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Romney came to endorse Senate candidate. Credit: Maanvi Singh

Former Massachusetts Governor and 2008 Republican presidential candidate Mitt Romney endorsed Republican Pat Toomey in Pennsylvania’s 2010 U.S. Senate race Tuesday, emphasizing Toomey’s focus on limiting government spending and creating new jobs to remedy the country’s economic woes.

The endorsement, however, is “not likely” to affect voters considering Toomey, according to Political Science professor Rogers Smith. Instead, it will benefit Romney in his effort to “gain the trust of the conservative base that predominates in Republican primaries,” Smith wrote in an e-mail — which could help him in a potential 2012 campaign for the presidency.

St. Joseph’s University History professor and political analyst Randall Miller agreed that the 2012 Presidential race was Romney’s likely impetus for the endorsement.

He added that Toomey would only see substantial benefits if Romney campaigns and raises money for him.

“He actually has to do something,” Miller said.

Though Toomey faces several challengers in the Republican primary, Miller said it would be a “shock” if he lost.

Miller pointed to Toomey’s reputation as a former congressman, his fund-raising ability and his name recognition as factors that will likely help him emerge unscathed from the primary next May.

“It’s not surprising that a Republican is endorsing a Republican,” said Penn Democrats president and College junior Jordan Levine, a former Daily Pennsylvanian advertising representative.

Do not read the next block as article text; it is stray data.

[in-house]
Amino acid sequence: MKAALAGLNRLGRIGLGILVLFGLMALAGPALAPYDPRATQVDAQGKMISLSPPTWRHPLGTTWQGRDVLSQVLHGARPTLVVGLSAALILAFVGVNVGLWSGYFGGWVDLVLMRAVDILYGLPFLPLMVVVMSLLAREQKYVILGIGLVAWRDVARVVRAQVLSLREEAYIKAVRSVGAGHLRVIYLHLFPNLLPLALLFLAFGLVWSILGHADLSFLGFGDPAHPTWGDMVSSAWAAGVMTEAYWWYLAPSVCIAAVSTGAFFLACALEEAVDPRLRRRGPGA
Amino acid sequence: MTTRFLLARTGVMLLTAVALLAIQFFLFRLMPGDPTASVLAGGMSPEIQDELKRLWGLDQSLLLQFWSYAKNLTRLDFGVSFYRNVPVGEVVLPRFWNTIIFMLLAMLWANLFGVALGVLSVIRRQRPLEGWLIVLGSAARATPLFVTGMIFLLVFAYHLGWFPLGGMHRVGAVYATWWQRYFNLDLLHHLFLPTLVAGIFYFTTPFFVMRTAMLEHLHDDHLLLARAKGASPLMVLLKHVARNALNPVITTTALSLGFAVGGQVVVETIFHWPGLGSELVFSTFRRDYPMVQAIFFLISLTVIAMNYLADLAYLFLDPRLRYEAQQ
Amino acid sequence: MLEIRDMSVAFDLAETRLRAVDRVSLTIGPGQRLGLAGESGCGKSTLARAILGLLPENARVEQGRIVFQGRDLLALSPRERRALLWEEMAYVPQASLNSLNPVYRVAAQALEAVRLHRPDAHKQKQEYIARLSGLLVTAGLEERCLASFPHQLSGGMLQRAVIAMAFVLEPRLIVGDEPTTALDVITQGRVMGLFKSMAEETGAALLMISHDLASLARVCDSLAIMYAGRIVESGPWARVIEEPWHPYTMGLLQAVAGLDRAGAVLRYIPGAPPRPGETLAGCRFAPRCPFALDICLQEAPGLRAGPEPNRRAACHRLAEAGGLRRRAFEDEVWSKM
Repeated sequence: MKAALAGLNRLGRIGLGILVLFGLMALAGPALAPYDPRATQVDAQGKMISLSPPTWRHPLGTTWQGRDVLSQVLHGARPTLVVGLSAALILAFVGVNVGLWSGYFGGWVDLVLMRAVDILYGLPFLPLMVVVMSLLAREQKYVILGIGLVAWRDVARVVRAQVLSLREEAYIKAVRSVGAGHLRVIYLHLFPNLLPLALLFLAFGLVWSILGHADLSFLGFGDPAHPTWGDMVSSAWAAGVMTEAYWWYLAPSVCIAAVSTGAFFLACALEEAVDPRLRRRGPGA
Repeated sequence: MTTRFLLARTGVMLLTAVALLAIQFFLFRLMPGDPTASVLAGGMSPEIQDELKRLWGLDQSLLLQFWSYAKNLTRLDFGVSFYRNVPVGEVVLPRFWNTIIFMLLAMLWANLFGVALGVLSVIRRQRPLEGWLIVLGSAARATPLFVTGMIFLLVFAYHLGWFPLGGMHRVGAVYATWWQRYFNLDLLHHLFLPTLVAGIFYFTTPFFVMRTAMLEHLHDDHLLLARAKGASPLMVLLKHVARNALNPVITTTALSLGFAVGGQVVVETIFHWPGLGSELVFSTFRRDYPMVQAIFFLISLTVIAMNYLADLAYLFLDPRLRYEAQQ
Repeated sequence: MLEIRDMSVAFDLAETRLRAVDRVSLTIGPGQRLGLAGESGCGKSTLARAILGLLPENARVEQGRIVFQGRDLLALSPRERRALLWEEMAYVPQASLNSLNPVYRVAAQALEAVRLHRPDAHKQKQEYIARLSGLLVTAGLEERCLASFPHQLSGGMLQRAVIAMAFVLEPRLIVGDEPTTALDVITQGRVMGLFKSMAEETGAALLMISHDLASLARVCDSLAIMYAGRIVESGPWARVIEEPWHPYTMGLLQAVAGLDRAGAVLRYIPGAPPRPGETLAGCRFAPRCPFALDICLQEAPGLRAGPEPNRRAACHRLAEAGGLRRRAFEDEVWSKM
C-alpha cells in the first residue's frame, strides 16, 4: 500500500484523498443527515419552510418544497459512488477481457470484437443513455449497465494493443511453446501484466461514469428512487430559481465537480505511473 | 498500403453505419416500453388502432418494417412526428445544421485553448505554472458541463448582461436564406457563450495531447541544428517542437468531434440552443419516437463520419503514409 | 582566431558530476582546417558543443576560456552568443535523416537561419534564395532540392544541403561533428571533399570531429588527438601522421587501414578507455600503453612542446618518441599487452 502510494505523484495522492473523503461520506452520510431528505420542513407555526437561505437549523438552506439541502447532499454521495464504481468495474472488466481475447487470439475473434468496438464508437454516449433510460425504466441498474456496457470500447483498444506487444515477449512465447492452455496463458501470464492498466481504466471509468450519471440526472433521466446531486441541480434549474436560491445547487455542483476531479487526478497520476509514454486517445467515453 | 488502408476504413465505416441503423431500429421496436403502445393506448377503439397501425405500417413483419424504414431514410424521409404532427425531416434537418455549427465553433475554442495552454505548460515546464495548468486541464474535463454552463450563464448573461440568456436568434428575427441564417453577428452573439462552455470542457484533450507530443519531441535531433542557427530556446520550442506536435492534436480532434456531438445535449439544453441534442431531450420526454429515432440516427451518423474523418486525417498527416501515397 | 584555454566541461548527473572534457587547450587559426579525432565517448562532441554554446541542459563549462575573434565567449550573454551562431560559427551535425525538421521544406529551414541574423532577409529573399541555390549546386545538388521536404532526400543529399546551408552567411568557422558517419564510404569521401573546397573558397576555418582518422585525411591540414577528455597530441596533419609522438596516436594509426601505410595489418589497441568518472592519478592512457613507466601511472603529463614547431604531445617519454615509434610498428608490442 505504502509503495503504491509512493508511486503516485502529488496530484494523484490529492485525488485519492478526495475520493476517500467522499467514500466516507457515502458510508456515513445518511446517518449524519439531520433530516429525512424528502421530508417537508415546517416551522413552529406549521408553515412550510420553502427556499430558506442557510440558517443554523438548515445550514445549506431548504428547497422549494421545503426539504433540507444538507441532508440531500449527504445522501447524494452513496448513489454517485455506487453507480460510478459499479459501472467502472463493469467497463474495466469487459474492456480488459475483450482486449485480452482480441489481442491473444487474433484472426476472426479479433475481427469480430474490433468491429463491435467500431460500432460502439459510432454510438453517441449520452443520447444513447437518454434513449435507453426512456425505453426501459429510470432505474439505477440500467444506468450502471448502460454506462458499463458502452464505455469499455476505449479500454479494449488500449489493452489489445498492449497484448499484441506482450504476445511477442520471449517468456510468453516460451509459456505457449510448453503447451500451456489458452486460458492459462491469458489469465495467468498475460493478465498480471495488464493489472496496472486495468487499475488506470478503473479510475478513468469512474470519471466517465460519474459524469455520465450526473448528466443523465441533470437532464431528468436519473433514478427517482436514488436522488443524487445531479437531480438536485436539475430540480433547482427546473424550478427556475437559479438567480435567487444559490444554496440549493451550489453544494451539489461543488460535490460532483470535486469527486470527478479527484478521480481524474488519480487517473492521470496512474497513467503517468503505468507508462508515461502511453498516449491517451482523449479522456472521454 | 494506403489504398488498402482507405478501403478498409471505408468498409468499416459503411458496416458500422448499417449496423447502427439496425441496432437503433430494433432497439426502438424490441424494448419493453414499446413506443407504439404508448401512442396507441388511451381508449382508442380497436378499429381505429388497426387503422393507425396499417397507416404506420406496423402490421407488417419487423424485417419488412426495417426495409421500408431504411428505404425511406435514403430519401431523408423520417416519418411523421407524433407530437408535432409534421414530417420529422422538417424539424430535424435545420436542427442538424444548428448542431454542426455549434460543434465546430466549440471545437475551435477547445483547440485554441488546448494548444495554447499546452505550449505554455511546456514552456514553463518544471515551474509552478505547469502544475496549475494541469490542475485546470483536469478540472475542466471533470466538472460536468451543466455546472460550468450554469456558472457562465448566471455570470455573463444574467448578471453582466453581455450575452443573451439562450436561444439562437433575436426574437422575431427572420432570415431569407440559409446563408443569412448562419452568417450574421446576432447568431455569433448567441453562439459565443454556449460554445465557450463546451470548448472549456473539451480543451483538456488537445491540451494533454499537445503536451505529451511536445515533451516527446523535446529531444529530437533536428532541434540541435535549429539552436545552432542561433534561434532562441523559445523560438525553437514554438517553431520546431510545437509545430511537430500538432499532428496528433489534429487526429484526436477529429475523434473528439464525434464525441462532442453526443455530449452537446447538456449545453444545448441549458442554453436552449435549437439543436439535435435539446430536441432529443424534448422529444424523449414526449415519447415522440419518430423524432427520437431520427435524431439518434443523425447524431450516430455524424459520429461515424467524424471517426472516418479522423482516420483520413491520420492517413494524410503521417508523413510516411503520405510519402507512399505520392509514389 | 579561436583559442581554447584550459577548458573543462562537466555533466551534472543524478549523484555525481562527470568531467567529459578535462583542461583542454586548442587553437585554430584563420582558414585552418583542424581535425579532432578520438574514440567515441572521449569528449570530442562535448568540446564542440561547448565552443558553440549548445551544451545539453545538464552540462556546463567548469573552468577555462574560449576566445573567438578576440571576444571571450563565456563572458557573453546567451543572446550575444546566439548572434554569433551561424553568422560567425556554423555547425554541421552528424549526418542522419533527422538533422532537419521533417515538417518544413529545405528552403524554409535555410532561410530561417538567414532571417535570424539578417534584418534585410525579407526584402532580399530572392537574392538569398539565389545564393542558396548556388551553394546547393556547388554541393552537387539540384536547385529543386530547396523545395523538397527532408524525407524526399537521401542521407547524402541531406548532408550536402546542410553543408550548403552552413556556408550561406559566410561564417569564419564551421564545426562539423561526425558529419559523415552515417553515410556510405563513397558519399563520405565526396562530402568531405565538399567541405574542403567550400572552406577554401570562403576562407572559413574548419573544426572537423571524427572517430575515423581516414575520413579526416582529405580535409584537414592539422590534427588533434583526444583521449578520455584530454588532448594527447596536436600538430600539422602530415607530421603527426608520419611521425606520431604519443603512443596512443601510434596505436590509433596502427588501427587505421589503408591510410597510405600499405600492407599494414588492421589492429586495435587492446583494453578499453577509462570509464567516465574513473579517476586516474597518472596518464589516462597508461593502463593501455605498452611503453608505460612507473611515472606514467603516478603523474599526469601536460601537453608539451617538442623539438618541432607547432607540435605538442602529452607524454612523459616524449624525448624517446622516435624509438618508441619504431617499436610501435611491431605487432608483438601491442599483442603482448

Matthew Wolfe, the Pennsylvania Republican Party’s leader of the 27th Ward — an area which includes Penn ­— said Toomey would address the dwindling job prospects faced by college students.

Toomey said at the event that expanding trade and limiting government spending would help bring the country out of its economic tailspin, which would in turn help college graduates gain employment.

He added that government subsidization of education contributes to the overall deficit.

“The more constructive thing to do would be to create good job opportunities so that people coming out of college can find gainful employment as quickly as possible,” he said, adding that “people who work hard, save and borrow some funds can find a way to get a college degree.”

Levine, however, said he thinks “a lot of people” at Penn and elsewhere are having trouble paying for college, and called education “one of the most important things government can provide.”

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